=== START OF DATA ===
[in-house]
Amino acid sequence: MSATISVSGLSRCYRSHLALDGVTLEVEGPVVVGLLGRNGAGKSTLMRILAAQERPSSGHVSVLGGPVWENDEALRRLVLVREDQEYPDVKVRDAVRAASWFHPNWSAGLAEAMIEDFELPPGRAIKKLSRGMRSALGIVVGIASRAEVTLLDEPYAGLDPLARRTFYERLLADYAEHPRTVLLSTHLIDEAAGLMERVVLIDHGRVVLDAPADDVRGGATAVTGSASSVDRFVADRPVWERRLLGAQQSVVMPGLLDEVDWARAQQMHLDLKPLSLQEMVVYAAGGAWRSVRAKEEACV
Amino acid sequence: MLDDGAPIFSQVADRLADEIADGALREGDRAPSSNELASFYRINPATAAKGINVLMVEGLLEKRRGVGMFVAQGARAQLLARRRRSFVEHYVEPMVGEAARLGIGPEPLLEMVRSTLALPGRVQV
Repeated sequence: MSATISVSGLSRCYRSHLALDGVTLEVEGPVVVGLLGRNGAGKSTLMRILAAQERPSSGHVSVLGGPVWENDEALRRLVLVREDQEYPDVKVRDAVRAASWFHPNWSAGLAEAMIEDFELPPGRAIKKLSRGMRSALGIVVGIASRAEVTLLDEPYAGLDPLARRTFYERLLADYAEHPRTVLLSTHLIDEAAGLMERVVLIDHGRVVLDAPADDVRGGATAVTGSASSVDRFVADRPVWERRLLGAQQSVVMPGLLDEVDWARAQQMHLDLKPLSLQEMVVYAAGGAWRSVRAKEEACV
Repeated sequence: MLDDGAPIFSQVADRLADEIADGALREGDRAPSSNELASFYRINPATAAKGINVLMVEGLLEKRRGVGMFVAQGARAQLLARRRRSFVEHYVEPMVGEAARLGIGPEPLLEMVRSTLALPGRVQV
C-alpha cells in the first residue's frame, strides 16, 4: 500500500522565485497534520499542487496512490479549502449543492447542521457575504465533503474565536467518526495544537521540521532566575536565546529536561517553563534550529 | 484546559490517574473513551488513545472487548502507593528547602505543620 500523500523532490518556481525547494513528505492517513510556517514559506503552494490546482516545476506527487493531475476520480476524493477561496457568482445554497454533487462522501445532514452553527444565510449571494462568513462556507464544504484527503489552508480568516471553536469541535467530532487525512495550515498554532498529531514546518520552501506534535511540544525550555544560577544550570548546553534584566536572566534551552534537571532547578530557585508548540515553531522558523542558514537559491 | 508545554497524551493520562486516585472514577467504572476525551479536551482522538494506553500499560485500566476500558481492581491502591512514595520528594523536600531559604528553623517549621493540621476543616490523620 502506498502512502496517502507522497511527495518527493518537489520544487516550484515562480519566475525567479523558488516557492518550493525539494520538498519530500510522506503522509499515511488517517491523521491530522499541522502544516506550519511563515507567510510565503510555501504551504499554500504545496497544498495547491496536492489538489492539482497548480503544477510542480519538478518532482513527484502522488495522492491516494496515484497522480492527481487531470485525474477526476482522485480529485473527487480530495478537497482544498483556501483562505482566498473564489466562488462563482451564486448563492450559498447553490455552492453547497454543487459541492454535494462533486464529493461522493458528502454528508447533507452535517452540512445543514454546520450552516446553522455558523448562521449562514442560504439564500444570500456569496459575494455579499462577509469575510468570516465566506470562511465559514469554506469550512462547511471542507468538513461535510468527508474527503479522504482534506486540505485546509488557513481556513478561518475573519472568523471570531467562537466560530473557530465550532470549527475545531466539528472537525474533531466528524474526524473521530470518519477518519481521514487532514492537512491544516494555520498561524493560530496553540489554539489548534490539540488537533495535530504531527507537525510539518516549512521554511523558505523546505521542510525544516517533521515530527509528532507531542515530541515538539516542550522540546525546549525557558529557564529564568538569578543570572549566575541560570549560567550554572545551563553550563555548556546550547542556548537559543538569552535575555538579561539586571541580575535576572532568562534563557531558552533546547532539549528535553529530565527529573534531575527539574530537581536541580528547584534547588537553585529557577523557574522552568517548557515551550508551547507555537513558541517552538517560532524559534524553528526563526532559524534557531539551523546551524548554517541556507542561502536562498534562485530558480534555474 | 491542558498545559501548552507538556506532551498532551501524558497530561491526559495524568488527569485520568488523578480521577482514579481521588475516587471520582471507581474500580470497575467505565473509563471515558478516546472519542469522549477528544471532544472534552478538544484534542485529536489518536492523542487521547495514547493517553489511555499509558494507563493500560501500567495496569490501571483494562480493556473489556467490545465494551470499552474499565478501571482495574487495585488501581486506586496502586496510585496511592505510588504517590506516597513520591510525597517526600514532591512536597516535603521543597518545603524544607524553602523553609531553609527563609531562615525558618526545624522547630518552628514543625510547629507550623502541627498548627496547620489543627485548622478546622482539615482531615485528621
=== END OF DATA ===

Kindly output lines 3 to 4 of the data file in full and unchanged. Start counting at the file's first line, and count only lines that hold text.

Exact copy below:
Amino acid sequence: MLDDGAPIFSQVADRLADEIADGALREGDRAPSSNELASFYRINPATAAKGINVLMVEGLLEKRRGVGMFVAQGARAQLLARRRRSFVEHYVEPMVGEAARLGIGPEPLLEMVRSTLALPGRVQV
Repeated sequence: MSATISVSGLSRCYRSHLALDGVTLEVEGPVVVGLLGRNGAGKSTLMRILAAQERPSSGHVSVLGGPVWENDEALRRLVLVREDQEYPDVKVRDAVRAASWFHPNWSAGLAEAMIEDFELPPGRAIKKLSRGMRSALGIVVGIASRAEVTLLDEPYAGLDPLARRTFYERLLADYAEHPRTVLLSTHLIDEAAGLMERVVLIDHGRVVLDAPADDVRGGATAVTGSASSVDRFVADRPVWERRLLGAQQSVVMPGLLDEVDWARAQQMHLDLKPLSLQEMVVYAAGGAWRSVRAKEEACV